input('buildings.csv')
  ->
filter(Use_Cat != 'Outbuilding')
  ->
select( { ID, Use_Cat, Cons_Frame as construction, REGION } )

Save pipeline.txt and enter the following command to run your latest pipeline.

riskscape model run tutorial

This time it will produce a select.csv output file. Open this file and examine its contents.

The select step actually did several things:

  • It reordered the Use_Cat and Cons_Frame columns.

  • It renamed the Cons_Frame attribute to construction.

  • It removed the storeys and area attributes from the input data, because these were not specified in the select at all.

You may have noticed that this time the pipeline code contains { }s. This is because the select step actually takes a Struct expression as its parameter.

Note

Each row of data, or tuple, in the pipeline is actually an instance of a Struct. The select step is simply building the Struct that the next pipeline step will receive.

Adding new attributes

Now we will try another simple example where we create a new attribute and add it to our pipeline data. Let’s say we want to approximate the total floor-space in the building by taking the area of the building footprint and multiplying it by the number of storeys it has.

Replace the contents of your pipeline.txt file with the following. Note that we have split the Struct declaration in the select step over several lines here, so that it is easier to read.

input('buildings.csv')
  ->
filter(Use_Cat != 'Outbuilding')
  ->
select({
         Use_Cat,
         Cons_Frame as construction,
         REGION,
         storeys * area as floorspace
       })

Now try running the pipeline model again using the following command:

riskscape model run tutorial

Uh-oh, something went wrong this time.

Failed to validate model for execution
  - Failed to validate 'select({Use_Cat, Cons_Frame as construction, REGION, storeys * area as floorspace})' step for execution
    - Failed to validate expression '{Use_Cat, Cons_Frame as construction, REGION, storeys * area as floorspace}' against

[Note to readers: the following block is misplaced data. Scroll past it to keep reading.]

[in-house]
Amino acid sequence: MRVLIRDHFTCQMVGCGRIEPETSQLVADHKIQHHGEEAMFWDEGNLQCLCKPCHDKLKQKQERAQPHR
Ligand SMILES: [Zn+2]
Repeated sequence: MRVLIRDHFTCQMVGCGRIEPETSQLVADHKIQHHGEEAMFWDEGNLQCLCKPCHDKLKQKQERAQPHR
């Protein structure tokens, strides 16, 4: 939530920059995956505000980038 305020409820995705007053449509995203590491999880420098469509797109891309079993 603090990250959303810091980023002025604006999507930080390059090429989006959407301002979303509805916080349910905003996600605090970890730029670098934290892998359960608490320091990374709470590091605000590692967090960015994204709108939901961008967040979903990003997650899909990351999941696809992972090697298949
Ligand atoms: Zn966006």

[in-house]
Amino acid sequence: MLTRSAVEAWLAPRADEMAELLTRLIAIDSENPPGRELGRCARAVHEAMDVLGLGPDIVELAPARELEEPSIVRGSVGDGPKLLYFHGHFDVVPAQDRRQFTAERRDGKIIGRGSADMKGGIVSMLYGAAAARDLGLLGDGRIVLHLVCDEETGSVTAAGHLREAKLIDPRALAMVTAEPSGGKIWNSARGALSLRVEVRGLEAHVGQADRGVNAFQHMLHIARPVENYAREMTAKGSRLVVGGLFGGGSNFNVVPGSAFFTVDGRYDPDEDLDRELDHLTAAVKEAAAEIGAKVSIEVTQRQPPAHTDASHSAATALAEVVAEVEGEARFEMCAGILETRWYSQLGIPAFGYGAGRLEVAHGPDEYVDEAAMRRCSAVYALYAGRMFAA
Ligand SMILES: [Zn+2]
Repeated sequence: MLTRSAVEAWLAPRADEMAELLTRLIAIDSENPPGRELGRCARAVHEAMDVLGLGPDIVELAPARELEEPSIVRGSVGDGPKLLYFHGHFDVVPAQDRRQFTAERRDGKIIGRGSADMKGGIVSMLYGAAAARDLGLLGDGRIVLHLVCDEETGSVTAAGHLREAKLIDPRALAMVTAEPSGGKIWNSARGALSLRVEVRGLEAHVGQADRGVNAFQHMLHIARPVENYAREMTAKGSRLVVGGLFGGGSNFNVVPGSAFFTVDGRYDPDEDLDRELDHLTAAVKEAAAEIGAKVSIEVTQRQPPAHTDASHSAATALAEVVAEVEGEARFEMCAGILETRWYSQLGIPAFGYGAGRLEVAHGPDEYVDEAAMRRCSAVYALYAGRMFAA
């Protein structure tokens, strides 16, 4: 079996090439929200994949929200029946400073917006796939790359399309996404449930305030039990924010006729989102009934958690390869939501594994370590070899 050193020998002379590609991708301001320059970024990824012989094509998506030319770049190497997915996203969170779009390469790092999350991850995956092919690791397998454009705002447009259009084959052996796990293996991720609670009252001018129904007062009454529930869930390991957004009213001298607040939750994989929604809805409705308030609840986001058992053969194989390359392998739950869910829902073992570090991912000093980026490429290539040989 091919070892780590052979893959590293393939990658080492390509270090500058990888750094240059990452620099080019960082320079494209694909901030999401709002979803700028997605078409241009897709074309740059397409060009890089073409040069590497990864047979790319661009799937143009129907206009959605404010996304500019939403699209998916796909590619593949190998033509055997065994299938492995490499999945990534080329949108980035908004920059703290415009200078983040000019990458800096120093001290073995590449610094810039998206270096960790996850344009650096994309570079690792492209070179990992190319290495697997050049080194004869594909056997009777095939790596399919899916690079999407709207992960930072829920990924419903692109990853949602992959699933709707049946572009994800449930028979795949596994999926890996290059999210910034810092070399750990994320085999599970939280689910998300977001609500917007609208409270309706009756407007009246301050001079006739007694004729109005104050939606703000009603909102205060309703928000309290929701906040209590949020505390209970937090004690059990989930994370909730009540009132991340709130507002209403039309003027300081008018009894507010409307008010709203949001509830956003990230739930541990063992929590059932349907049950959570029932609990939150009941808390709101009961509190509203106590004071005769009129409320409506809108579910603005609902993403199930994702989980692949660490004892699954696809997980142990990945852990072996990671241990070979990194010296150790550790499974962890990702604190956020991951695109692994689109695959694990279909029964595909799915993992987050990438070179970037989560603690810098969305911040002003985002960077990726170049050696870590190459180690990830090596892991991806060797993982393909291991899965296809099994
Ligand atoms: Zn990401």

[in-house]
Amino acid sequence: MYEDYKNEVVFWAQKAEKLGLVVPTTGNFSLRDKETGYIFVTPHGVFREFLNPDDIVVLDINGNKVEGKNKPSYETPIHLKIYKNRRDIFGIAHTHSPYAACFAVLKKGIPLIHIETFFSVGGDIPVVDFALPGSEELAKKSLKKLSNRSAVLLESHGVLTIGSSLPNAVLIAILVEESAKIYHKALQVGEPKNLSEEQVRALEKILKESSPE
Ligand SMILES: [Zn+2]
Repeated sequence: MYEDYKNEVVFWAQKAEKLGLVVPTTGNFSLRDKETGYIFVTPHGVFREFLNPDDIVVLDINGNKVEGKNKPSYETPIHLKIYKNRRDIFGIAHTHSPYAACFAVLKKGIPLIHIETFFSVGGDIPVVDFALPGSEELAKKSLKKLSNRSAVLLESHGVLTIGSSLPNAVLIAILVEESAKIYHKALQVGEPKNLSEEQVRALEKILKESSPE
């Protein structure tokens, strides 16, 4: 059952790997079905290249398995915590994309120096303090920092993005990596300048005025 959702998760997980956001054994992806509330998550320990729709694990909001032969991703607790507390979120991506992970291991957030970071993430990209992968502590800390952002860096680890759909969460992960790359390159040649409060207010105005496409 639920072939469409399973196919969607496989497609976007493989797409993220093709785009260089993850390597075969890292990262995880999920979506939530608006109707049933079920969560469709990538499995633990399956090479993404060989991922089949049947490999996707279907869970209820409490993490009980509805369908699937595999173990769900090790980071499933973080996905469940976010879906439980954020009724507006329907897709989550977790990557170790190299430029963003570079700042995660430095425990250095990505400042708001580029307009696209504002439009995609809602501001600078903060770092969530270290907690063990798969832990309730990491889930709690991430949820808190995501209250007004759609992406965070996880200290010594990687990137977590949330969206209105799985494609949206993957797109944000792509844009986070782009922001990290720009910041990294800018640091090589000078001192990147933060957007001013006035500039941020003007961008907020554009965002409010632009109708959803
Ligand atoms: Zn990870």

input type {ID=>Text, Cons_Frame=>Text, Use_Cat=>Text, area=>Text, storeys=>Text, REGION=>Text}
      - Operator '*' is not supported for types '[Text, Text]'

Remember that RiskScape uses indentation to show how the errors are related - they drill-down in more and more specific detail about the actual problem. The first error tells us the problem was with the select step. The next line tells us there was something wrong with our Struct expression. Finally the last error tells us the problem was with the multiplication part of the expression - we are trying to multiply two Text strings.

You may recall that everything in RiskScape has a type, and CSV data is always Text type. So here we need to tell RiskScape that these attributes are actually Integer values. Normally you would do this in your bookmark, but because we are not using bookmarks at all, we can call casting functions instead to turn the Text strings into Integer and Floating values.

Update your pipeline.txt file to contain the following:

input('buildings.csv')
  ->
filter(Use_Cat != 'Outbuilding')
  ->
select({
         Use_Cat,
         Cons_Frame as construction,
         REGION,
         int(storeys) * float(area) as floorspace
       })

Save the file and run the pipeline model again using the following command: